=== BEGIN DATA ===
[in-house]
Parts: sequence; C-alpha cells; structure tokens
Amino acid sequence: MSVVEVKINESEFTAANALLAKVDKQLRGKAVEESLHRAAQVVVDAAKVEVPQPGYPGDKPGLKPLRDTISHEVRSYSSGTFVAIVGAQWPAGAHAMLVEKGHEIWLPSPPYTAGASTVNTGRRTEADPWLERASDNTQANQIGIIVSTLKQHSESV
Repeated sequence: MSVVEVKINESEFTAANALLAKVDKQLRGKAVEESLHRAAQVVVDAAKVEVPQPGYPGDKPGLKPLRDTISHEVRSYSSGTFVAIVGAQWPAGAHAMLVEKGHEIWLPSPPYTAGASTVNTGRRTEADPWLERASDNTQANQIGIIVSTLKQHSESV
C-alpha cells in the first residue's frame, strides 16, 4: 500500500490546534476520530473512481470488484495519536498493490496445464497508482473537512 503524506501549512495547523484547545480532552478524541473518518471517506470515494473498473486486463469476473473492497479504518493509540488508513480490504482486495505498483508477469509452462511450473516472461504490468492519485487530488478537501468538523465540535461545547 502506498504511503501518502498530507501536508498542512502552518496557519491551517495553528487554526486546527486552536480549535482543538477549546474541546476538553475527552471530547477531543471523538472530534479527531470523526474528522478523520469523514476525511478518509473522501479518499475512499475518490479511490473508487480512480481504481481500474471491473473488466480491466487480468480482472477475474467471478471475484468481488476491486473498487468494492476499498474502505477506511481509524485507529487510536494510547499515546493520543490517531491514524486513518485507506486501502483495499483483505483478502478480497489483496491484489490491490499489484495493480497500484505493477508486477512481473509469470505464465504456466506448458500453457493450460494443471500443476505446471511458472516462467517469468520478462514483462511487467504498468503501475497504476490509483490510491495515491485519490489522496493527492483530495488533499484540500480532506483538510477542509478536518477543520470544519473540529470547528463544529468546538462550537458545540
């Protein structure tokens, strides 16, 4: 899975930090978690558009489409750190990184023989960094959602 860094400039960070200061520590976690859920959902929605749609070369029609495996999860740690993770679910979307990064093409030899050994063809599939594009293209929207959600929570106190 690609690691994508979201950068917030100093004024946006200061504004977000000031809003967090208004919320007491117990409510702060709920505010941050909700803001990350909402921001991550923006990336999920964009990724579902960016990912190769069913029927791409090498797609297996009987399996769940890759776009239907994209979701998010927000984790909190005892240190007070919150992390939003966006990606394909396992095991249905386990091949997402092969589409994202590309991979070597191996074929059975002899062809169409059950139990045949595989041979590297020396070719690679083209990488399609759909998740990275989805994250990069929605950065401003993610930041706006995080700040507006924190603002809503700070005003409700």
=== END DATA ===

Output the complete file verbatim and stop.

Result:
[in-house]
Parts: sequence; C-alpha cells; structure tokens
Amino acid sequence: MSVVEVKINESEFTAANALLAKVDKQLRGKAVEESLHRAAQVVVDAAKVEVPQPGYPGDKPGLKPLRDTISHEVRSYSSGTFVAIVGAQWPAGAHAMLVEKGHEIWLPSPPYTAGASTVNTGRRTEADPWLERASDNTQANQIGIIVSTLKQHSESV
Repeated sequence: MSVVEVKINESEFTAANALLAKVDKQLRGKAVEESLHRAAQVVVDAAKVEVPQPGYPGDKPGLKPLRDTISHEVRSYSSGTFVAIVGAQWPAGAHAMLVEKGHEIWLPSPPYTAGASTVNTGRRTEADPWLERASDNTQANQIGIIVSTLKQHSESV
C-alpha cells in the first residue's frame, strides 16, 4: 500500500490546534476520530473512481470488484495519536498493490496445464497508482473537512 503524506501549512495547523484547545480532552478524541473518518471517506470515494473498473486486463469476473473492497479504518493509540488508513480490504482486495505498483508477469509452462511450473516472461504490468492519485487530488478537501468538523465540535461545547 502506498504511503501518502498530507501536508498542512502552518496557519491551517495553528487554526486546527486552536480549535482543538477549546474541546476538553475527552471530547477531543471523538472530534479527531470523526474528522478523520469523514476525511478518509473522501479518499475512499475518490479511490473508487480512480481504481481500474471491473473488466480491466487480468480482472477475474467471478471475484468481488476491486473498487468494492476499498474502505477506511481509524485507529487510536494510547499515546493520543490517531491514524486513518485507506486501502483495499483483505483478502478480497489483496491484489490491490499489484495493480497500484505493477508486477512481473509469470505464465504456466506448458500453457493450460494443471500443476505446471511458472516462467517469468520478462514483462511487467504498468503501475497504476490509483490510491495515491485519490489522496493527492483530495488533499484540500480532506483538510477542509478536518477543520470544519473540529470547528463544529468546538462550537458545540
């Protein structure tokens, strides 16, 4: 899975930090978690558009489409750190990184023989960094959602 860094400039960070200061520590976690859920959902929605749609070369029609495996999860740690993770679910979307990064093409030899050994063809599939594009293209929207959600929570106190 690609690691994508979201950068917030100093004024946006200061504004977000000031809003967090208004919320007491117990409510702060709920505010941050909700803001990350909402921001991550923006990336999920964009990724579902960016990912190769069913029927791409090498797609297996009987399996769940890759776009239907994209979701998010927000984790909190005892240190007070919150992390939003966006990606394909396992095991249905386990091949997402092969589409994202590309991979070597191996074929059975002899062809169409059950139990045949595989041979590297020396070719690679083209990488399609759909998740990275989805994250990069929605950065401003993610930041706006995080700040507006924190603002809503700070005003409700």